Andrew, where are we right now in these talks?

ANDREW STEVENS, CNN ASIA PACIFIC EDITOR: Well, as you point out, the meeting is underway. That we do know. That was confirmed by U.S.- Korea forces.

Other than that, we don't have details at all. We're not expecting details until this meeting wraps up. But I can't say when it started and how long it's going to go. What the North Koreans did ask for at this meeting was for a general level meeting, meaning it was for senior military --


STEVENS: -- leaders on both sides to take part. So that could suggest that this is much more about logistics and exactly how the remains are returned.

The U.S. thinks the North Koreans have sets of some 200 remains of U.S. service men, who died during the Korean War. About 5,300 are unaccounted for. So that 200 is still a small fraction of the number who did go missing during the Korean War and remain missing to this day, Cyril.

But politically speaking, this is a step forward after the no-show on Thursday by the North Koreans -- and it does at least generate some goodwill in meetings between the U.S. and North Korea over denuclearization, which has so far got off to a very rocky start indeed.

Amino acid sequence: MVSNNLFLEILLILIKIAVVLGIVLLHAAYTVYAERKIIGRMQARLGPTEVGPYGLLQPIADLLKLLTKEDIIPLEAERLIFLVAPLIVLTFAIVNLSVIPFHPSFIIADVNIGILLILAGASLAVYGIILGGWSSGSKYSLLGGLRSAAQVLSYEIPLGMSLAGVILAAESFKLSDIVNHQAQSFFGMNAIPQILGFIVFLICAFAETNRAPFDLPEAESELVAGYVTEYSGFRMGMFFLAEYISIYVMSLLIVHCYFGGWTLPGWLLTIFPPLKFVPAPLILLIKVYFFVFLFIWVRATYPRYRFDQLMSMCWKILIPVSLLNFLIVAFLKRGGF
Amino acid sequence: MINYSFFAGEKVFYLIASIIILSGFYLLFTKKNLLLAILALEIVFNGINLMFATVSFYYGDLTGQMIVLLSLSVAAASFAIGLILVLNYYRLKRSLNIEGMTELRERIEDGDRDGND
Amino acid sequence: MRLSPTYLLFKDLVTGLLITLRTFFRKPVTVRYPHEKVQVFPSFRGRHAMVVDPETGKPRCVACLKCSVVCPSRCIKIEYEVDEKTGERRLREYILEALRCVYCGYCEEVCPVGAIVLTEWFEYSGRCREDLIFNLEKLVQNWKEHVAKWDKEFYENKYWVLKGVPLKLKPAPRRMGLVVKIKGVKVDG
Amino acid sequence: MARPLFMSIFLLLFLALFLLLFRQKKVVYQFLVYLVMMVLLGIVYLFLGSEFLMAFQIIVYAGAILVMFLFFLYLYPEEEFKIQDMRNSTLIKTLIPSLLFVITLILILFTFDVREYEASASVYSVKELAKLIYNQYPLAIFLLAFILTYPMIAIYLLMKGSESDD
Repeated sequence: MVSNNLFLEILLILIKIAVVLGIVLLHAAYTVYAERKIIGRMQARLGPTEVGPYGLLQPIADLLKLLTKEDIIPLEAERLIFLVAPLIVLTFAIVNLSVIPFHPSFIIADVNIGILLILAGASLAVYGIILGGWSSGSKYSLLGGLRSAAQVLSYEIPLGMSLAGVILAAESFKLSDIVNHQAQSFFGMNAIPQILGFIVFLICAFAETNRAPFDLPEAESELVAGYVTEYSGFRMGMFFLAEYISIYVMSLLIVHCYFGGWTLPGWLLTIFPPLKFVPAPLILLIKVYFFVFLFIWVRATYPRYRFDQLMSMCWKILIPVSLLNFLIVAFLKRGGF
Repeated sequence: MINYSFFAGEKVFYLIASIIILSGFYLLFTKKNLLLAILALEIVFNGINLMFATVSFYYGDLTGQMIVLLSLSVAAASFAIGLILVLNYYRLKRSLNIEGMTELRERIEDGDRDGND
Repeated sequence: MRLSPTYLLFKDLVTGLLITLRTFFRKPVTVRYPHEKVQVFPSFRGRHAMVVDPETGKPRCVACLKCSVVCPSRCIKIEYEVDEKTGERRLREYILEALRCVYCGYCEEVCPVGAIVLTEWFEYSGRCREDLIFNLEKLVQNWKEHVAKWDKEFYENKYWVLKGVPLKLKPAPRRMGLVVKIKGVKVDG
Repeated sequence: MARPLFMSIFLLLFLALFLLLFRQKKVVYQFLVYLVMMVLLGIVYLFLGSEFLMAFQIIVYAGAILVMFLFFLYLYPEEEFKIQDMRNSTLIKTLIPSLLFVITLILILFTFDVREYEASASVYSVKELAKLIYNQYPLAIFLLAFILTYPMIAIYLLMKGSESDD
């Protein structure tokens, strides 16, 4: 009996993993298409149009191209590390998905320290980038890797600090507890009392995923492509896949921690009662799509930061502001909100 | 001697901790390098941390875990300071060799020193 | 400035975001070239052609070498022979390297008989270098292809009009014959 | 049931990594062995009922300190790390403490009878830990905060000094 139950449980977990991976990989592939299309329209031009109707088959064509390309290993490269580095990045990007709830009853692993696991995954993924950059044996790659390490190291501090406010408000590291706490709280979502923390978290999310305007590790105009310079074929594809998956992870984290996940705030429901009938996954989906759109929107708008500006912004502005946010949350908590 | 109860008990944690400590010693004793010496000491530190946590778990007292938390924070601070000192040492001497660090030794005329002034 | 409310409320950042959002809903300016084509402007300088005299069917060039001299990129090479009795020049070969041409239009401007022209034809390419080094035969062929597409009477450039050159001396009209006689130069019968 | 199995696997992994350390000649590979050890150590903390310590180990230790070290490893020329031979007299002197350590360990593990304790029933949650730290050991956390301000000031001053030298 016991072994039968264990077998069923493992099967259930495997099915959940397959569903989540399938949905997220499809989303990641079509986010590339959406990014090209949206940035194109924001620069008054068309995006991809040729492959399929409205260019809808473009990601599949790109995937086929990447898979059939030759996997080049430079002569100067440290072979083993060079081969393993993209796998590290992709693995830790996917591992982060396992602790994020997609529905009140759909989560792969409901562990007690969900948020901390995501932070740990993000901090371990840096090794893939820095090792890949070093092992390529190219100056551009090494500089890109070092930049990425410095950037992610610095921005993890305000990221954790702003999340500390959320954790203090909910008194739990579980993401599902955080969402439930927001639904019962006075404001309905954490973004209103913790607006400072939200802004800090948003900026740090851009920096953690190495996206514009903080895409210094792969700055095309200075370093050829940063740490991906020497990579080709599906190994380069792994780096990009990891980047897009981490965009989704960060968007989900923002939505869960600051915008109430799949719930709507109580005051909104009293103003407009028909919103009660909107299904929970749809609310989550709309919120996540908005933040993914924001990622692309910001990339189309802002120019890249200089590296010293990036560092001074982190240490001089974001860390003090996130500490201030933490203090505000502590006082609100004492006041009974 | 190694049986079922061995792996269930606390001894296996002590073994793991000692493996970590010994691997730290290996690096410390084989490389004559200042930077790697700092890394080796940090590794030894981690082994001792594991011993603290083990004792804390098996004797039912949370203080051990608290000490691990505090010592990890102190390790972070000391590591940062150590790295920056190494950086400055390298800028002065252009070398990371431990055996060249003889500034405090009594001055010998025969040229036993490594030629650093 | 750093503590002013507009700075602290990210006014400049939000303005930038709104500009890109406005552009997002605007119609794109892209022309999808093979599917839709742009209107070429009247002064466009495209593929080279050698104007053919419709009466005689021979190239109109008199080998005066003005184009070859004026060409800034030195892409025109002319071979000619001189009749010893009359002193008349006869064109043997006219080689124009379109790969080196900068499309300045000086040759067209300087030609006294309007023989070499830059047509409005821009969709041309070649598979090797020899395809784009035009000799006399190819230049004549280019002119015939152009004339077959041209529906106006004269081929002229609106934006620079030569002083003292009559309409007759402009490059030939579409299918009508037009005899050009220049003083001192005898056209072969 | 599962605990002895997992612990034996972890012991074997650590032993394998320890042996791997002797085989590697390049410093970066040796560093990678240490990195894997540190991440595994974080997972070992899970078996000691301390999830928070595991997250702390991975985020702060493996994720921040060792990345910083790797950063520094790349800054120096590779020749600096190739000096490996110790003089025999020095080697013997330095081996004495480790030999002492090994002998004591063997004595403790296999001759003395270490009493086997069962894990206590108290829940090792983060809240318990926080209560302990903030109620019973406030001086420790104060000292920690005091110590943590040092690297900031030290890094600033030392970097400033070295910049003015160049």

We know Mike Pompeo was accused of a gangster-like mentality, him and his team, when he went to Pyongyang. And then we had this snubbing by the North Koreans, not turning up at this meeting about the repatriating the remains.

So at least the meeting is underway. And we'll have to wait; hopefully later today within a few hours to get some indication of what has been decided and what the next steps are.

This is an important move forward for the North Koreans and for the Americans. It was discussed by Kim Jong-un and Donald Trump. It was in their agreement they signed it at their summit on June 12th in Singapore, that the repatriation of the remains would take place.

VANIER: You say there's a little bit of movement, some goodwill.

What does this tell us about the prospect for denuclearization?

STEVENS: At least there's some good faith they are sitting down talking to each other. If you listen to the official line from the Americans, at least -- because obviously we get very little from the North Koreans -- the Americans, through Donald Trump himself, has been saying great progress is being made on denuclearization.